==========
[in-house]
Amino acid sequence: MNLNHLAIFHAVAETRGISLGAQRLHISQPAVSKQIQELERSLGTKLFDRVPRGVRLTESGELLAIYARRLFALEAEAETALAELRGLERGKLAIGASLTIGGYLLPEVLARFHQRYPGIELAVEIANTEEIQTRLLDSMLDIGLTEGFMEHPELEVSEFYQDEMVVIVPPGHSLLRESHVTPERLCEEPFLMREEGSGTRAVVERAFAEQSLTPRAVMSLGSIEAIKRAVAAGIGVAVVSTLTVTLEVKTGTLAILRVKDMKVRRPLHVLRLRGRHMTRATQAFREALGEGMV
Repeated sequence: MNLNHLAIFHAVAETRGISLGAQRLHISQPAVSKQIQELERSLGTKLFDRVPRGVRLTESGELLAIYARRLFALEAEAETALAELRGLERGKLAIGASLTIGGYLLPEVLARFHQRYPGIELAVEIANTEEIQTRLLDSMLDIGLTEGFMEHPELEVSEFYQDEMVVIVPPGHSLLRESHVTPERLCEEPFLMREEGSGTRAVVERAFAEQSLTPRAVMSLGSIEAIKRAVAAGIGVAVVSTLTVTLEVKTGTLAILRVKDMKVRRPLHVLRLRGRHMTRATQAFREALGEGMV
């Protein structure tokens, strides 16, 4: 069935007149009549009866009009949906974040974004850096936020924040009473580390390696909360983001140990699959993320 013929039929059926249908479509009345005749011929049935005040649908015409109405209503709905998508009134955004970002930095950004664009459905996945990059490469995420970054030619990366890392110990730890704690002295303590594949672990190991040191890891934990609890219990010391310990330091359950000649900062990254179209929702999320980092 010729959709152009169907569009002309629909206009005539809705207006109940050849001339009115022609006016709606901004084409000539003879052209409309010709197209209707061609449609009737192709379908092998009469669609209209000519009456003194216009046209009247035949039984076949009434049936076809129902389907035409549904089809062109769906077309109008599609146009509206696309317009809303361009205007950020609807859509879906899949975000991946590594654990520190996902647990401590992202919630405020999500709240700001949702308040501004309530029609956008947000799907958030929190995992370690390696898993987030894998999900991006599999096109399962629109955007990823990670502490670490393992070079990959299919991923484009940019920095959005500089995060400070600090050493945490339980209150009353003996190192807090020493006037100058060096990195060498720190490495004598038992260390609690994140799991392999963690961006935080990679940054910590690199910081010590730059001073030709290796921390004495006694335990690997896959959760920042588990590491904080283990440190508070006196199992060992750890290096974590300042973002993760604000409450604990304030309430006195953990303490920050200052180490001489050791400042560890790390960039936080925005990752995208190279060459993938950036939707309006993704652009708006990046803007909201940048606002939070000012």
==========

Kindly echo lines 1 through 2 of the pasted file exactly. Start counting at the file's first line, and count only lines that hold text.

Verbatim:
[in-house]
Amino acid sequence: MNLNHLAIFHAVAETRGISLGAQRLHISQPAVSKQIQELERSLGTKLFDRVPRGVRLTESGELLAIYARRLFALEAEAETALAELRGLERGKLAIGASLTIGGYLLPEVLARFHQRYPGIELAVEIANTEEIQTRLLDSMLDIGLTEGFMEHPELEVSEFYQDEMVVIVPPGHSLLRESHVTPERLCEEPFLMREEGSGTRAVVERAFAEQSLTPRAVMSLGSIEAIKRAVAAGIGVAVVSTLTVTLEVKTGTLAILRVKDMKVRRPLHVLRLRGRHMTRATQAFREALGEGMV